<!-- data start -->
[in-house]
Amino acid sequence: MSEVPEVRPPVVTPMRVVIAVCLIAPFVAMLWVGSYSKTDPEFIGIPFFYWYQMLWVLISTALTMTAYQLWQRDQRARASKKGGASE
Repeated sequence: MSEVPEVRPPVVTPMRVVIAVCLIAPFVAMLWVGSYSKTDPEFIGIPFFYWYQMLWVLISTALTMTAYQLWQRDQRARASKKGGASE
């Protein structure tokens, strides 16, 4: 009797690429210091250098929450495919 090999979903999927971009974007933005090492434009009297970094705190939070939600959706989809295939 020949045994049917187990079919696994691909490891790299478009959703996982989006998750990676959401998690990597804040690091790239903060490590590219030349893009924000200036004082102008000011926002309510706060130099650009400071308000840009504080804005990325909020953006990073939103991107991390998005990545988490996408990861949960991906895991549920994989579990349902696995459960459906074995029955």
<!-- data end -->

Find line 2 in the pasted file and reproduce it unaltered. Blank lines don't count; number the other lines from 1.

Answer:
Amino acid sequence: MSEVPEVRPPVVTPMRVVIAVCLIAPFVAMLWVGSYSKTDPEFIGIPFFYWYQMLWVLISTALTMTAYQLWQRDQRARASKKGGASE